This article is taken from our autumn 2022 edition of Equinox. You can view the full version here.
You’ve just finished a wonderful day on the golf course, returned home from a trip of a lifetime, a weekend with your family or afternoon tea with some of your dearest friends.
How do you feel at that moment?
Comfortable, happy, healthy?
Having these same feelings plus confidence in the relationship we have with our finances is a significant contributor to our overall state of well-being, including our mental and physical health, and even our relationships.
Money doesn’t (always) buy happiness
To ensure that we can do it brilliantly, we are partnering with the Institute for Financial Wellbeing (IFW) as we become one of the first financial planning and wealth management businesses in the UK to place financial wellbeing at the centre of what we do. For us, it is a natural fit.
Financial wellbeing goes beyond money basics, it’s about understanding what brings joy to your life and how to use your money to do those things. Sound financial wellbeing means not just feeling secure in your future but also being able to make the choices that create enjoyment in the present. And it isn’t based on our income.
We experience financial wellbeing – or lack of it – regardless of our income.
Let us read that again. We experience financial wellbeing – or lack of it – regardless of our income.
In research carried out by Salary Finance (Backing your people through the cost-of-living squeeze – 2022), their findings confirmed there was little correlation between rates of pay and levels of financial worry, meaning that higher salaries don’t necessarily mean fewer money troubles.
Because we associate money with a huge amount of feelings, emotions, and beliefs.
This is something evidenced by the IFW, a leading not-for-profit organisation. The IFW helps those in the financial sector to improve their clients’ financial wellbeing by helping them become happier and more fulfilled, not just wealthier. And the Institute cites some universal truths around financial wellbeing.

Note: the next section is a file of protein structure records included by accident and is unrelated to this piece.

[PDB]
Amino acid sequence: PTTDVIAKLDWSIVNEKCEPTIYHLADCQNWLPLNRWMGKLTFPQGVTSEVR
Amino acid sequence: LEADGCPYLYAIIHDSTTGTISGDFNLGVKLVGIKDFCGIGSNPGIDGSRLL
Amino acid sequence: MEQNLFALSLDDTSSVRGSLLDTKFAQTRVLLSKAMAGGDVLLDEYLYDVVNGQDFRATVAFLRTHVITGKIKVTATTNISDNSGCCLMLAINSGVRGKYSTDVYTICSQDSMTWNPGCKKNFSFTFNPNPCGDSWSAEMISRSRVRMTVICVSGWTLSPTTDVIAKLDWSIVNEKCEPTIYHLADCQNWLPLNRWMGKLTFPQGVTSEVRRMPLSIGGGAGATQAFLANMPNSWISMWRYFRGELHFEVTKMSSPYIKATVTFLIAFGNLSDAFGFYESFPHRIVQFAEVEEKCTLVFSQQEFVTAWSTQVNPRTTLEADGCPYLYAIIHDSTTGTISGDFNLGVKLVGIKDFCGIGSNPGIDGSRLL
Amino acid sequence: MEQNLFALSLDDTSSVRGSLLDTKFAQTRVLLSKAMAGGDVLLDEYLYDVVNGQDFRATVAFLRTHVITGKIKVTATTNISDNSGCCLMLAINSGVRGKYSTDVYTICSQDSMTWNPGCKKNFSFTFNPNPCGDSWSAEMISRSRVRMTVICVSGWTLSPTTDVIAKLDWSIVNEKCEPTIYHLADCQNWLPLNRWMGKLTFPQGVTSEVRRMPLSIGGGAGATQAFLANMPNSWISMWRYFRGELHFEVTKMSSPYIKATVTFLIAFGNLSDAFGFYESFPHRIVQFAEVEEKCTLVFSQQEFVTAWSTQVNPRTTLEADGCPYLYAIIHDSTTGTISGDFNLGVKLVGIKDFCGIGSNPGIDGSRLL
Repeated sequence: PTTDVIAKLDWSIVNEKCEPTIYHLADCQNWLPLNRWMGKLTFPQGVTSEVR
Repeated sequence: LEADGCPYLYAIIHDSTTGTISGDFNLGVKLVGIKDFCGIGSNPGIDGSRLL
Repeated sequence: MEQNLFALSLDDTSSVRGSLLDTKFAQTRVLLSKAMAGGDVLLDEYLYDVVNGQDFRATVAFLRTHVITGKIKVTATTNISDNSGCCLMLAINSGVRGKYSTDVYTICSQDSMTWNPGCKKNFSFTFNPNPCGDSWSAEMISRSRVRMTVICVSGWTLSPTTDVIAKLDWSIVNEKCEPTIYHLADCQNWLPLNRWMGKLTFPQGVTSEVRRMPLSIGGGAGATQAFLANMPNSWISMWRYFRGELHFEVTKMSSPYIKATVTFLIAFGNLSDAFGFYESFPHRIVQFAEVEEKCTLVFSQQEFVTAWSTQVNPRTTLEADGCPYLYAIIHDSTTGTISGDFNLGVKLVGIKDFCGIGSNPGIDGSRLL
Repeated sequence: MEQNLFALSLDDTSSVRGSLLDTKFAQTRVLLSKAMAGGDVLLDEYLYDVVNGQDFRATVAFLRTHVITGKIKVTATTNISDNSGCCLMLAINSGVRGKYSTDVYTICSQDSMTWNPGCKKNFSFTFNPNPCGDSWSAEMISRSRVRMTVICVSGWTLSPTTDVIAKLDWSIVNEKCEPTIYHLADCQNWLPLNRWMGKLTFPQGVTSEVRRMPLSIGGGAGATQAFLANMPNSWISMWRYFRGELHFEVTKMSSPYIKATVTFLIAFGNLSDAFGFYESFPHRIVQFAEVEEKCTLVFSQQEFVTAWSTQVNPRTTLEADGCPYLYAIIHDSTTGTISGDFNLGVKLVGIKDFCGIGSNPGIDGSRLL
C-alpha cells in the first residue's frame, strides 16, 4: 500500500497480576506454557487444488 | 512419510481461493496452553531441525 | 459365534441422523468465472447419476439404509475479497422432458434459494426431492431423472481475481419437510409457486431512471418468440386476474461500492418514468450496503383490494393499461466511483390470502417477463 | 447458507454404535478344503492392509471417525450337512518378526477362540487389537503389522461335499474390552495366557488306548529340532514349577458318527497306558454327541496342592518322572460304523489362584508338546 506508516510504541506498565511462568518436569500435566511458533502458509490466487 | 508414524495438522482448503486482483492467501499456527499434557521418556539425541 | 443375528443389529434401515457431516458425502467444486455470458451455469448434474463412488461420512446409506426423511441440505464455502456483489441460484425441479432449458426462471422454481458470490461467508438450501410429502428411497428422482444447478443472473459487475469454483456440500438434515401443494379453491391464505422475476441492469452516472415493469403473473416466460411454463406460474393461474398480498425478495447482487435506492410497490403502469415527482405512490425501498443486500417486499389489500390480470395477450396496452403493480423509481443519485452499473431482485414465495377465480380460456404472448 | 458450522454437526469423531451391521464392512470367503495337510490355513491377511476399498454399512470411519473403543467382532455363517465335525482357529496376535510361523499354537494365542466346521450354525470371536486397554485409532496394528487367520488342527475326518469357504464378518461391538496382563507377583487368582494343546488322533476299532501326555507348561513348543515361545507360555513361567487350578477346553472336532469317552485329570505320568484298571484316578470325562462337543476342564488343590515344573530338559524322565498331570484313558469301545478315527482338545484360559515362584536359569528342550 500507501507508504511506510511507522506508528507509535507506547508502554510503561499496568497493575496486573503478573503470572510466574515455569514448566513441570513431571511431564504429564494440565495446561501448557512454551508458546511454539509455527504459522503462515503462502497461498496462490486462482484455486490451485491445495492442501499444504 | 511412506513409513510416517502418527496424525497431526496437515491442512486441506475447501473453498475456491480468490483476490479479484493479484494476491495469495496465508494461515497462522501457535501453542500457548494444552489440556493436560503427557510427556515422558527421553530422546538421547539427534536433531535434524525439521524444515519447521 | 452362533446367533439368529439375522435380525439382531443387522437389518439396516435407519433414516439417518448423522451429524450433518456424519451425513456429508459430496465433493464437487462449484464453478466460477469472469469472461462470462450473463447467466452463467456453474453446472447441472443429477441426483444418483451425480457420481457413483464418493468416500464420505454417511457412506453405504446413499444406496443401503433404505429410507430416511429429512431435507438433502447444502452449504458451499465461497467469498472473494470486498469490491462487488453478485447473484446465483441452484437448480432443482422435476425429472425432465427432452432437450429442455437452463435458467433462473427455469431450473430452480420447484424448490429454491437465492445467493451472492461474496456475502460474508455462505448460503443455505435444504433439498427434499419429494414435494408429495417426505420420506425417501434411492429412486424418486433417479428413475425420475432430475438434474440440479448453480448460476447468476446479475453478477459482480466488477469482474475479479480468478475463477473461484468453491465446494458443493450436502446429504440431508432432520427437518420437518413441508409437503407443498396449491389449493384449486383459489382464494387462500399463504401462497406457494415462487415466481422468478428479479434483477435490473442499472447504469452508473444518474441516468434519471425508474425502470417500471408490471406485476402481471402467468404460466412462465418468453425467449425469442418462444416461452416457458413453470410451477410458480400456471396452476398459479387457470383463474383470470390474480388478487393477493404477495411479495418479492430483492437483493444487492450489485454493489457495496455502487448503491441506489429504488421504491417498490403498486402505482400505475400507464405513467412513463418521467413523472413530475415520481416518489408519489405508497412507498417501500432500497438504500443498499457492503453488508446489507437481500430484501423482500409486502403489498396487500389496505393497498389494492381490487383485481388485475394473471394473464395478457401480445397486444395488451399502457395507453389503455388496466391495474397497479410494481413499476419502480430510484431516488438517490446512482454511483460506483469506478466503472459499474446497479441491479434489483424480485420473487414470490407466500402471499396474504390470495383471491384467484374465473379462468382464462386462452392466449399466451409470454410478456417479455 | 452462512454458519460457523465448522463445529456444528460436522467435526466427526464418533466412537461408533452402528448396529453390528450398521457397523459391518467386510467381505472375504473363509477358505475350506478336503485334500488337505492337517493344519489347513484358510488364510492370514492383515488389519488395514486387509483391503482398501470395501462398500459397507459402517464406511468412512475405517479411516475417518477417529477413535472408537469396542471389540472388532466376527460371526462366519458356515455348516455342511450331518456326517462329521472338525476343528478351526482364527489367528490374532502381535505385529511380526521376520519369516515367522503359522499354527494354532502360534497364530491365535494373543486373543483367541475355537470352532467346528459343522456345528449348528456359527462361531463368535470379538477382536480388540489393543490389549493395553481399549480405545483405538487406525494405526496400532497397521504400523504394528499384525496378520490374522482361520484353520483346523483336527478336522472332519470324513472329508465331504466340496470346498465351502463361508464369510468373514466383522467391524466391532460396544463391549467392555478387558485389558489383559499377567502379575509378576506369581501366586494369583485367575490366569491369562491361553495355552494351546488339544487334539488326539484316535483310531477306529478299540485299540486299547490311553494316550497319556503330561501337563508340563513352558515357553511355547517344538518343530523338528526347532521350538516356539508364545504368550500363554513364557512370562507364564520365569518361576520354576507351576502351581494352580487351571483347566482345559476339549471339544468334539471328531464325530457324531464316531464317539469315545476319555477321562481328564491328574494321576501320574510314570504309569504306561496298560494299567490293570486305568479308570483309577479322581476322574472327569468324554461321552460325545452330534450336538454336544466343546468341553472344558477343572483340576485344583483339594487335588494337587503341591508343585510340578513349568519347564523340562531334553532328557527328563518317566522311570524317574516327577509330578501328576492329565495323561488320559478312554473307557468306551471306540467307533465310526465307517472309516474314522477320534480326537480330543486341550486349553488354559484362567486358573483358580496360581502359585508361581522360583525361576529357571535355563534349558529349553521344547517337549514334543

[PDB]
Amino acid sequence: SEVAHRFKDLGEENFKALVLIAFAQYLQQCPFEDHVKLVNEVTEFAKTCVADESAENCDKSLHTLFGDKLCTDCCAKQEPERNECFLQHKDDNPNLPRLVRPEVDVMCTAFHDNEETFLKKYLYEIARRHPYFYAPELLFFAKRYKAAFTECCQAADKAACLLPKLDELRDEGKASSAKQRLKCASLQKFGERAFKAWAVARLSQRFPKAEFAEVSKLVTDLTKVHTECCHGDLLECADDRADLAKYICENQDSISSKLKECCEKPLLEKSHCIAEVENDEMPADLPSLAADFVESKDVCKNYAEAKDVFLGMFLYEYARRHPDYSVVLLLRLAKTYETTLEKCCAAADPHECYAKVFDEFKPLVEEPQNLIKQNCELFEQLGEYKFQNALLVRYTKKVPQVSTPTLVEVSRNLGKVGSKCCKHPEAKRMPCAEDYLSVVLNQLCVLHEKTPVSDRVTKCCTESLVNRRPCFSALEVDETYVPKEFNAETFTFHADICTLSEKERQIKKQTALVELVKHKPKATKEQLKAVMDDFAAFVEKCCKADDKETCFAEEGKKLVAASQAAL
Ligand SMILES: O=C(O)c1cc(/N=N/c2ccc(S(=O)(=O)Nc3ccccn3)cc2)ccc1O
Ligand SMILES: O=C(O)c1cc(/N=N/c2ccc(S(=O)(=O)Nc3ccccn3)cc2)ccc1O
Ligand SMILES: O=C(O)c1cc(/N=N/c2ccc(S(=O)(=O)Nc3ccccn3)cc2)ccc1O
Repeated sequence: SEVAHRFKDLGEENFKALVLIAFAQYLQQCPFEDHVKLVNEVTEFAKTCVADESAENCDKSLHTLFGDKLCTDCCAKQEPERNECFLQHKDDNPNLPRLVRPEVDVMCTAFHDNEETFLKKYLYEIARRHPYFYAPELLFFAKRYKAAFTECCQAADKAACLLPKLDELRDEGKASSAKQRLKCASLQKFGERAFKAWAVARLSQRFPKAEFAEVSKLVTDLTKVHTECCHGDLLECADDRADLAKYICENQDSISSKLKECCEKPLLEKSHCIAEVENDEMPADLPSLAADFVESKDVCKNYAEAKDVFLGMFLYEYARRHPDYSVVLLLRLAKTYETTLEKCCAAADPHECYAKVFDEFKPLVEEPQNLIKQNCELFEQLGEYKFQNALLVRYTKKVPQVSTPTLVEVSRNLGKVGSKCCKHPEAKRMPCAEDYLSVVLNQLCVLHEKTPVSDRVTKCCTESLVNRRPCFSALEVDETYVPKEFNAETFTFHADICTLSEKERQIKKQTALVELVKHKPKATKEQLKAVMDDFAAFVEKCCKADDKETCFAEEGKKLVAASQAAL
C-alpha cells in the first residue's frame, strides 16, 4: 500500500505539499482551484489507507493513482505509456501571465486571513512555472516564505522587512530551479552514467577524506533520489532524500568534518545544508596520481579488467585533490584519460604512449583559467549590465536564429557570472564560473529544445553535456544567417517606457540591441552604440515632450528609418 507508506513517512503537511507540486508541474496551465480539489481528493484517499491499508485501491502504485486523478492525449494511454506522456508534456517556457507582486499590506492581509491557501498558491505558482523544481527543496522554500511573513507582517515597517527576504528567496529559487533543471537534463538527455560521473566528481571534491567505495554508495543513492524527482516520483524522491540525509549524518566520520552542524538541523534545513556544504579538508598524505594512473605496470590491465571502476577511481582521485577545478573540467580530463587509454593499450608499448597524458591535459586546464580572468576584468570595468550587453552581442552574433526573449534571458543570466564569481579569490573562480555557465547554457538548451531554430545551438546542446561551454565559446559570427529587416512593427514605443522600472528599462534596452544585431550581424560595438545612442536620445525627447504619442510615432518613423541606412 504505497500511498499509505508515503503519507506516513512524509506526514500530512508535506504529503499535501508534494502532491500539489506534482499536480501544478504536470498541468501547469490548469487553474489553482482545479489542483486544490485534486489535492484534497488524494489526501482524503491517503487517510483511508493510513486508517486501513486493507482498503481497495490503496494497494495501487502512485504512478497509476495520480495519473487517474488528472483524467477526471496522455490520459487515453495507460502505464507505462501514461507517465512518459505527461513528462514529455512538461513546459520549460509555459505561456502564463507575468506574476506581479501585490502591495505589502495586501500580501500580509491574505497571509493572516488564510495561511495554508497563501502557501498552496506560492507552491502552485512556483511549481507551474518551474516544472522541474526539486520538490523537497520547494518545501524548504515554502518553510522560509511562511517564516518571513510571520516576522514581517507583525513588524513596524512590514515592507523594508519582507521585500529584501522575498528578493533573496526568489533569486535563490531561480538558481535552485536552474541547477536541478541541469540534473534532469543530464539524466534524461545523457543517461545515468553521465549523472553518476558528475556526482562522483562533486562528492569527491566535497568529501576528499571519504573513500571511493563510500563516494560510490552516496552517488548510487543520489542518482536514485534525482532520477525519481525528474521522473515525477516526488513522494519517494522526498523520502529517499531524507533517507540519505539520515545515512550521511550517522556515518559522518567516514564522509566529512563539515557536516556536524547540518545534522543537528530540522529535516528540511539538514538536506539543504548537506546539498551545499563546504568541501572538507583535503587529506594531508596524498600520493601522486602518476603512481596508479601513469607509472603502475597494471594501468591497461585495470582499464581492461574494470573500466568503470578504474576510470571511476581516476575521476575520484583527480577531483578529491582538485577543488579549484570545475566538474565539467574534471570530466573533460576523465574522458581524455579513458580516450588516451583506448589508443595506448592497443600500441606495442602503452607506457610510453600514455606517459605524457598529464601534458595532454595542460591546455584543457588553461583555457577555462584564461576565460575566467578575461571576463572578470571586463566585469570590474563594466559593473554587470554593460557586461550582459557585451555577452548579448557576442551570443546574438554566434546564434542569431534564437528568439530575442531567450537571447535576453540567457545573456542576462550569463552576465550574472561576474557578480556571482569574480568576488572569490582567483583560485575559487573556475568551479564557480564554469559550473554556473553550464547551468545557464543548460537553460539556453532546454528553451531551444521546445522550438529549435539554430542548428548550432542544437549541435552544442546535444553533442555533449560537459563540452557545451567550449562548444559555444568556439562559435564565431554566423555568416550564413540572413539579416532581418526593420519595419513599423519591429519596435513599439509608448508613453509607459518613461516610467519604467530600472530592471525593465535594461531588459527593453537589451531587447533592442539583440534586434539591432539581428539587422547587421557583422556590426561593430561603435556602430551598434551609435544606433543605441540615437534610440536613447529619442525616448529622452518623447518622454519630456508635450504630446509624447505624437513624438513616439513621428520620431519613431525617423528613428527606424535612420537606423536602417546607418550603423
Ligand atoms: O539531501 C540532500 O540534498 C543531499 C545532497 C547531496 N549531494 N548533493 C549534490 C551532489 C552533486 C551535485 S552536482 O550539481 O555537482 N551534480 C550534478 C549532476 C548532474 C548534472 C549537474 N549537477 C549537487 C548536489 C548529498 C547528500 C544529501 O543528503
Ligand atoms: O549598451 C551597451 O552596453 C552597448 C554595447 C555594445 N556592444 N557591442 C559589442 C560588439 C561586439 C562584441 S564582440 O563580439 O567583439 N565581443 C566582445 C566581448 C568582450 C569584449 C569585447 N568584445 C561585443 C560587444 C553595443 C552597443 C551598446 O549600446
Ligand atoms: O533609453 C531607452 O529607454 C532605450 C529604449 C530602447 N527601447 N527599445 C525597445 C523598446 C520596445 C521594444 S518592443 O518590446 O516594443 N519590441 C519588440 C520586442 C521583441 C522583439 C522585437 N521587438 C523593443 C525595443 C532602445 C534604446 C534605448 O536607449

One such universal truth is that money, in isolation, doesn’t make us happy. According to research, the value of accumulating wealth for its own sake is in direct contradiction with happiness. (Source: https://initiativeforfinancialwellbeing.org.uk/what-is-financial-wellbeing/)
Owning a level of assets which far exceeds yours and your family’s needs, even beyond your lifetimes, doesn’t necessarily mean that you feel a sense of contentment and are free from financial anxiety.
Selling a successful business may result in securing the financial future of your family, but the move from a lifetime of ‘working and earning’ to ‘early retirement and spending,’ may change the relationship you have with your money, bringing an unfamiliar sense of unease.
When markets change, it is not uncommon for those who dedicate time and energy to building the value of their assets, to worry about their portfolio. Thinking ‘this time is different’ and that the market will continue to fall, may well fuel anxiety – despite the hard facts and statistics evidencing otherwise. Source: This Time Is Different: Eight Centuries of Financial Folly – Carmen M. Reinhart and Kenneth S. Rogoff (2009)
Financial wellbeing – like any relationship – is different for everyone.
It is a highly personal state and not something that can be described or evaluated in objective financial measures. Good financial wellbeing is not linked to or measured by the value of assets or the performance of your portfolio. It is linked to our intrinsic motivations around money.
Only by taking the time to discover and articulate how we want our money to help us, are we able to build a meaningful financial plan, capable of supporting our wellbeing. How is our money helping us to live the life we want, look after those we love and leave a powerful legacy? These are just three elements that we already pose to clients to ensure that their financial objectives are built around what’s important to them.
As a business, our purpose is to ‘Make People’s Lives Better,’ and we see the ultimate outcome of that being to support and promote the financial wellbeing of our clients.
This remains our ambition.
The Equilibrium way to financial wellbeing, offers the opportunity for clients to reflect on their current level of wellbeing and to consider how, by working with our advisers and their financial planning process, they can plan their path to a state of fulfilment.
What value can we put on financial wellbeing?
The benefits of high levels of financial wellbeing reach beyond the individual. There is unmistakable evidence of the way it supports communities and the economy. A financially healthy nation means a country with better physical health. Employees who experience financial wellbeing are more productive at work. Over 500,000 private sector workers have had to take time off in the last year due to financial distress, leading to a loss of 4.2 million days of work, yielding a cost to employers of £626m each year. (Source : https://www.aegon.co.uk/content/dam/ukpaw/documents/financial-wellbeing-CEBR-condensed.pdf)
Of course, it is with our individual client’s that we can make the biggest difference and ultimately, make their life better. Welcome to financial wellbeing…The Equilibrium way.
If you have any further questions, please don’t hesitate to get in touch with us on 0808 156 1176 or by reaching out to your usual Equilibrium contact.